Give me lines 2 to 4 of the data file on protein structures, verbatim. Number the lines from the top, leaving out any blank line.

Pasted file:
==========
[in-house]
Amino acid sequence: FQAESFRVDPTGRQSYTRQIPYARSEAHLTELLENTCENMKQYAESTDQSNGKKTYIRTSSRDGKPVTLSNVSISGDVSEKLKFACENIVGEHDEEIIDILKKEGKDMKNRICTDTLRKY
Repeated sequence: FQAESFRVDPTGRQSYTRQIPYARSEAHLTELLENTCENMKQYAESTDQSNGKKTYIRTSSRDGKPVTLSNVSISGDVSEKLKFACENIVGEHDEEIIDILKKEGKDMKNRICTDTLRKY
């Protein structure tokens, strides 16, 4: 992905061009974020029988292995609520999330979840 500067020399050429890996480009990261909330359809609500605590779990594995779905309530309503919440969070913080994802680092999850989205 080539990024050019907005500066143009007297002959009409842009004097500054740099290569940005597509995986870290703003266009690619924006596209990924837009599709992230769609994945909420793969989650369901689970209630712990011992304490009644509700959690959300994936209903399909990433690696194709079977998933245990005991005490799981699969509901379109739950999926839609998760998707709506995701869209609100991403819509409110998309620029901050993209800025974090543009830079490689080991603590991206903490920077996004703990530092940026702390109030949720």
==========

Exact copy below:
Amino acid sequence: FQAESFRVDPTGRQSYTRQIPYARSEAHLTELLENTCENMKQYAESTDQSNGKKTYIRTSSRDGKPVTLSNVSISGDVSEKLKFACENIVGEHDEEIIDILKKEGKDMKNRICTDTLRKY
Repeated sequence: FQAESFRVDPTGRQSYTRQIPYARSEAHLTELLENTCENMKQYAESTDQSNGKKTYIRTSSRDGKPVTLSNVSISGDVSEKLKFACENIVGEHDEEIIDILKKEGKDMKNRICTDTLRKY
């Protein structure tokens, strides 16, 4: 992905061009974020029988292995609520999330979840 500067020399050429890996480009990261909330359809609500605590779990594995779905309530309503919440969070913080994802680092999850989205 080539990024050019907005500066143009007297002959009409842009004097500054740099290569940005597509995986870290703003266009690619924006596209990924837009599709992230769609994945909420793969989650369901689970209630712990011992304490009644509700959690959300994936209903399909990433690696194709079977998933245990005991005490799981699969509901379109739950999926839609998760998707709506995701869209609100991403819509409110998309620029901050993209800025974090543009830079490689080991603590991206903490920077996004703990530092940026702390109030949720």